Europe and Russia fuel modest recovery in Chinese softwood lumber imports
Chinese softwood lumber imports increased 9% in the first quarter compared to the same three months in 2022
The modest gain reversed a steep downward trend that has persisted in recent years and provided support for predictions among some analysts that overall demand in China would strengthen this year as the country’s ailing real estate sector recovers.
Imports climbed to 4.42 million cubic meters through March, up from 4.06 million cubic meters in the first quarter last year, according to figures from Trade Data Monitor. Shipments from foreign suppliers fell 10% in 2022 and plunged 23% in 2021 compared to 2020.
Traders remain hopeful about Chinese real estate
The rate of decline in Chinese imports slowed throughout 2022. Shipments reached 4.7 million cubic meters in the fourth quarter last year, marking the fourth consecutive quarterly hike and the highest three-month total since 2021. Seasonal factors, including Chinese New Year observances, contributed to the decline in first-quarter shipments compared to the fourth quarter of 2022.
Many traders remain hopeful that China’s real estate sector will regain its stride as the year progresses. Government measures designed to stimulate real estate investment are expected to be fully implemented in the second half.
Despite the signs of recovery in the Chinese import market, North American suppliers continued to lose ground. Shipments from Canada plunged to 311,402 cubic meters, down 25% from a year ago. Deliveries from the US fell 13% to 29,172 cubic meters.
North America’s share of the Chinese import market faded to 8% compared to 11% in the first quarter of 2022. US and Canadian species have lost market share at a steady rate in recent years, with Europe and Russia becoming the dominant suppliers.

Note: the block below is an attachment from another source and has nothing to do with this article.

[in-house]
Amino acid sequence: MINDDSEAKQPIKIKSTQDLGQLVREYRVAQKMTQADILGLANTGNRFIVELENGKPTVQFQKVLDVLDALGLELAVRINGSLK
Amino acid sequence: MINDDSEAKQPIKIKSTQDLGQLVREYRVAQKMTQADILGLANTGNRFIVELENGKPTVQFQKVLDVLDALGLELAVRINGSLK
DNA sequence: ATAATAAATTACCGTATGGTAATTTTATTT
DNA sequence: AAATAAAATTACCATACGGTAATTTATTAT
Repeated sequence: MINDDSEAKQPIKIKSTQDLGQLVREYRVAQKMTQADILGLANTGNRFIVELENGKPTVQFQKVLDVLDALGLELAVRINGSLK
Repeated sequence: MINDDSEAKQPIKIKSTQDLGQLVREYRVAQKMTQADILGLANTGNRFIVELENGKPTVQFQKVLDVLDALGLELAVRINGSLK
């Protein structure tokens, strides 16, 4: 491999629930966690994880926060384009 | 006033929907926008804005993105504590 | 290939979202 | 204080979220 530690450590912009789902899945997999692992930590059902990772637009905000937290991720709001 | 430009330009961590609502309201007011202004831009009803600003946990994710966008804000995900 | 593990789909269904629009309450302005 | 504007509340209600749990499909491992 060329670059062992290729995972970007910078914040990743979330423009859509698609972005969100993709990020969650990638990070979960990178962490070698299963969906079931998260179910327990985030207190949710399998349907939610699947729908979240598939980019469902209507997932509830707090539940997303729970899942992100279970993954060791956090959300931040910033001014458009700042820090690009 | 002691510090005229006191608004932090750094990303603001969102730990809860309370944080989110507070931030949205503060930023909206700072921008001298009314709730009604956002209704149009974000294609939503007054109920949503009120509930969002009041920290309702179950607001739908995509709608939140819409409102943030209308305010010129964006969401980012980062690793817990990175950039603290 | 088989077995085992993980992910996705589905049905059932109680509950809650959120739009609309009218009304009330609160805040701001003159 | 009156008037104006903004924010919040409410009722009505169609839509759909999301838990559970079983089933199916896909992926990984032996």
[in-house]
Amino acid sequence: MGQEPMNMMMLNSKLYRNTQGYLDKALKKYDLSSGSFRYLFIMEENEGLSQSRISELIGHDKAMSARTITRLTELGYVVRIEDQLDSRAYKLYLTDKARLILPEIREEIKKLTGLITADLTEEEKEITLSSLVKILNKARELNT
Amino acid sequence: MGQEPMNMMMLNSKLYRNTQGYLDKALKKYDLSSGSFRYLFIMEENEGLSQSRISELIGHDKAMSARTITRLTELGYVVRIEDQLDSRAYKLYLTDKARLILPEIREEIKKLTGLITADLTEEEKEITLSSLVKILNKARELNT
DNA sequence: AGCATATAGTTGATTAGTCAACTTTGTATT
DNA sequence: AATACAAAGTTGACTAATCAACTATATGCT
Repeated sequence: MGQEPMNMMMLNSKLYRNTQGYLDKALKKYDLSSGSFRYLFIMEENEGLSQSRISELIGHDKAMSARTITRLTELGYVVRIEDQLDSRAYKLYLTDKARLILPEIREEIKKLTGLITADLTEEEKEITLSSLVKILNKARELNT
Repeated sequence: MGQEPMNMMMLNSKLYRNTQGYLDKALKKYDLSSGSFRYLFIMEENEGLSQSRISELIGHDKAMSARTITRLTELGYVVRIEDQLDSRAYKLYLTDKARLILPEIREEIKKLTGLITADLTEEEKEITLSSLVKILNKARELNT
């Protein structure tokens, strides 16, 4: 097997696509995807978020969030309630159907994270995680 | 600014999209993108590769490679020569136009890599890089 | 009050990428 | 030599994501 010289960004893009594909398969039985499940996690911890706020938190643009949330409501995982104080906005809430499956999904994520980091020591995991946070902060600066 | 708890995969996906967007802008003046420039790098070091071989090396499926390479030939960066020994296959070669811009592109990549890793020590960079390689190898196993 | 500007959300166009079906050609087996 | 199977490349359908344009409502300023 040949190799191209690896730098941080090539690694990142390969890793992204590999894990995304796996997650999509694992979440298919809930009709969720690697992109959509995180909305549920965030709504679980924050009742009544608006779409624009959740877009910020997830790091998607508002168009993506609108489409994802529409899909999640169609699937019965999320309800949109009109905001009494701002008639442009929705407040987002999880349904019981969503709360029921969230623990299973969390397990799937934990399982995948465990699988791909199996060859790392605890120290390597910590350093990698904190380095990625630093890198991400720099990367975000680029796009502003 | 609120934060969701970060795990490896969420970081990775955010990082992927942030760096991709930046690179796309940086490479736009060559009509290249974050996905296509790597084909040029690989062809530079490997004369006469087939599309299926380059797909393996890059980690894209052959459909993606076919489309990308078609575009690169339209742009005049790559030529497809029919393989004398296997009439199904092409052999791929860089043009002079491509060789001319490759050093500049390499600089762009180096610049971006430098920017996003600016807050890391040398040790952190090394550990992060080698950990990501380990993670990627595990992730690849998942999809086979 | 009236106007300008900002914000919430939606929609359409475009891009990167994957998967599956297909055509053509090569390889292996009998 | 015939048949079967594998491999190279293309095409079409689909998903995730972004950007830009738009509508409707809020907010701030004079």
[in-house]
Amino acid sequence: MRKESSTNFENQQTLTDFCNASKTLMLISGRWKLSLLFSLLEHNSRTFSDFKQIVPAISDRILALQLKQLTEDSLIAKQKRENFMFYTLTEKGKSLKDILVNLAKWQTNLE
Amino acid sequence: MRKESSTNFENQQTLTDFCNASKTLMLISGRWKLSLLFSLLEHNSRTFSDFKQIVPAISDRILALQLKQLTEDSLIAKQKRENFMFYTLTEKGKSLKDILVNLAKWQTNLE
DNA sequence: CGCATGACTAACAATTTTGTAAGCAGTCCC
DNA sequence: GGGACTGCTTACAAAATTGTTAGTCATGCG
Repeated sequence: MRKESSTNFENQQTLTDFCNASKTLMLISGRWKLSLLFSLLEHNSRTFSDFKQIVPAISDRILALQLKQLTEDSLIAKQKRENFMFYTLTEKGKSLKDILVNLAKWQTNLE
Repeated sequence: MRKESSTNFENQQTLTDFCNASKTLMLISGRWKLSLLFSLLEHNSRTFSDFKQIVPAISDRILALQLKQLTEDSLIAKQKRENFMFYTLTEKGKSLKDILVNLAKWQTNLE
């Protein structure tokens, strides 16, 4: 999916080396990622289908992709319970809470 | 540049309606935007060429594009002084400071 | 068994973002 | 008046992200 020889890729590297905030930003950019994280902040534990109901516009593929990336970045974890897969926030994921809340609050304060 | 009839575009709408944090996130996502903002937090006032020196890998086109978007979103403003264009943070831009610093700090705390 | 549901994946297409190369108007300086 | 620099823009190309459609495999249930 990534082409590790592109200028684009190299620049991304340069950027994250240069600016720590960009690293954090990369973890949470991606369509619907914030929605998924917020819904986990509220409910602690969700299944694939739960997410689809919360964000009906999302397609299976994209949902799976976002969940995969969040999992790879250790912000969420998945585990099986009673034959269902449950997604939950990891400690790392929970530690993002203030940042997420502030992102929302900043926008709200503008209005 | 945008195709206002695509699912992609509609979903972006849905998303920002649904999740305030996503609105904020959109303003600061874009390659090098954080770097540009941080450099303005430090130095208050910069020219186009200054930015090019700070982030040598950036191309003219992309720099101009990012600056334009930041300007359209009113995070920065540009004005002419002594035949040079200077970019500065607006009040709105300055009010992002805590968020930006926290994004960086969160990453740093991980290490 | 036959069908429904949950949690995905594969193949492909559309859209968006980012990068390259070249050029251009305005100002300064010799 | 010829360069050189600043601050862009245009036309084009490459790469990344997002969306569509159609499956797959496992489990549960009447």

Chinese imports from Europe surged to 1.23 million cubic meters in the first quarter, up 41% compared to a year ago. European producers have relied heavily on export markets to compensate for weak domestic demand in 2023.
Russian exports to China reached 2.59 million cubic meters through March. Russia supplies accounted for 59% of total Chinese imports in the first quarter. However, shipment volumes posted a relatively modest 2% gain compared to the first three months of 2022. Russia’s share of the Chinese import market was 63% in the first quarter last year.
China is an export target for Russia
China is expected to remain a primary target for Russian exporters because many other countries have imposed economic sanctions against Russia in response to the Ukraine war.
Further, North American suppliers are likely to face rising competition from other producers worldwide if overall Chinese demand continues to recover. Imports from Chile jumped 88% in the first quarter to 101,670 cubic meters. Shipments from New Zealand more than doubled. Pine from those two countries will compete directly with US Southern Pine.
An influx of softwood logs from Australia added to the supply mix in recent weeks. A resolution to a longstanding trade war between China and Australia allowed Australian log shipments to resume in China. Historically, Australia is among the world’s largest log suppliers to China.
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